Once qualified, we used a proprietary algorithm that combined wage level, wage growth, job growth, and broadband speed to rank the communities. This is where the two communities started to diverge. Lincoln had very strong job growth (2nd overall), but lagged in salary growth, average wage, and broadband speed. Omaha, on the other hand, lagged in job growth, but performed well in the other three categories. These elements are consistent indicators that have lingered throughout the last couple of years, and as leaders examine ways to recruit and improve the technology ecosystem, wage level and job growth continue to be key elements where Lincoln and Omaha underperform.
In short, while Omaha and Lincoln are regional leaders, the challenges in both cities remains relatively static. Increasing wages will make Lincoln more competitive as a home for new technology workers who may be seeking to relocate to the region. And for Omaha, it looks like finding new ways to accelerate job creation, possibly through new startups or NAICS 51 company expansion remain the recipe.
Why Not Grand Island?
Using Grand Island as emblematic of many of the issues facing Greater Nebraska, this community and by inference the rest of the state performs below the Midwest average for technology companies and jobs. Specifically, Grand Island scored only a .4 LQ regarding NAICS 51 jobs with fewer than thirty-five establishments qualifying as companies within this category. Moreover, the location quotient for 15-0000, Computer and Mathematical Occupations, is only .29. This is not terrible – on our list it ranks in the middle of Midwestern communities.
But, it suggests a significant need for improvement. Three things may help to improve Greater Nebraska’s competitiveness regarding technology job relocation. First, the state needs to improve its startup ecosystem – creating more companies in NAICS 51. This enterprise creation effort has good, existing public policy tied to the Business Innovation Act, but it needs help finding and empowering entrepreneurs, statewide. Second, the state needs to improve its physical infrastructure. Some parts of the state, although not Grand Island which comes in at a reasonable 61.8 Mbps, have woefully slow internet. Third, the state may need to consider ways to make personal pitches more persuasive, such as what has been done with Tulsa Remote in Tulsa, Oklahoma. This may include personal incentives to technology workers, but it might also require better training that help existing workers translate or evolve current skills into the necessary skills for emerging jobs – such as shifts to more cloud skills from exclusively enterprise ones.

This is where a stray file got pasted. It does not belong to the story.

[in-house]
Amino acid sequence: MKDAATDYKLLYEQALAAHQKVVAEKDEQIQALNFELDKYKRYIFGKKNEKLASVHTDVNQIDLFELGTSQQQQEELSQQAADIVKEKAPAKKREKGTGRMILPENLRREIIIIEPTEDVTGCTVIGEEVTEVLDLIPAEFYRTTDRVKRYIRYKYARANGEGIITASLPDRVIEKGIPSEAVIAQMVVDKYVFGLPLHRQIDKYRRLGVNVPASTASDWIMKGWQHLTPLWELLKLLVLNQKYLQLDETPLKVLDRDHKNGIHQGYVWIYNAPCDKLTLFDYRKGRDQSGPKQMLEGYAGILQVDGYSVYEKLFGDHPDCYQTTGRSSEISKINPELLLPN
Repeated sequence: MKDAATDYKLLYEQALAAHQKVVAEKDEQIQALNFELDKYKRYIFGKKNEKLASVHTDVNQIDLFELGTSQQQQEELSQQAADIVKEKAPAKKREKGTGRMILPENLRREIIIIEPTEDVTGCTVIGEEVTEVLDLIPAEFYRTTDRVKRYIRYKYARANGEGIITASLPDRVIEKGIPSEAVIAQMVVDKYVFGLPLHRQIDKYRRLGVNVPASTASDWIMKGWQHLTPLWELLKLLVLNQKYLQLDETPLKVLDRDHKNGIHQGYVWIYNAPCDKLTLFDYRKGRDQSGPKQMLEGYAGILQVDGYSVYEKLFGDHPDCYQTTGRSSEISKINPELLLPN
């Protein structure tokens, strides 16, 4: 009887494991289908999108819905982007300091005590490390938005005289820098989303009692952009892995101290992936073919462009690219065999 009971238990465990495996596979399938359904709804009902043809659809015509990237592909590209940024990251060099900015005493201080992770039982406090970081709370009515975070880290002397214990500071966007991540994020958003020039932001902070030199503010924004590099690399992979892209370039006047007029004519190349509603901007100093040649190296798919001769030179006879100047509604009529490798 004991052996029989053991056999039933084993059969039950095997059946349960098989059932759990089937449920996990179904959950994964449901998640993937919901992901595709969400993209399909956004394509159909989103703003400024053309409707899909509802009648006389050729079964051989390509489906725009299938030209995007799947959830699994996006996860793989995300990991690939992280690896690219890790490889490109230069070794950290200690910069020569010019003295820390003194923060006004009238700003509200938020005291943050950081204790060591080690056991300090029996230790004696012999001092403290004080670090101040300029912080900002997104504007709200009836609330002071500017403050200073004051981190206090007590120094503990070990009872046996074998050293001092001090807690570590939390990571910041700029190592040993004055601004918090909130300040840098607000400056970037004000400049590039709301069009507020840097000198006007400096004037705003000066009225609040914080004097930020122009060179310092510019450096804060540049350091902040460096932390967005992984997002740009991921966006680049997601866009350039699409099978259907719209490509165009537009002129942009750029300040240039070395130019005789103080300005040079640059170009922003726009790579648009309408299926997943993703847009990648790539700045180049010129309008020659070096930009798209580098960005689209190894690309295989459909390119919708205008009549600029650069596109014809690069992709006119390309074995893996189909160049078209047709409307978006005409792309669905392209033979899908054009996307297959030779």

To conclude, Nebraska is lucky to have two leading technology communities to buoy the state – in Omaha and Lincoln. But the entire state would benefit from improving its entrepreneurial ecosystem, infrastructure (broadband), and personal incentives to help grow the technology personnel in the Greater Nebraska region. Improving these elements would improve the state immeasurably, not just the community’s rankings on some silly list.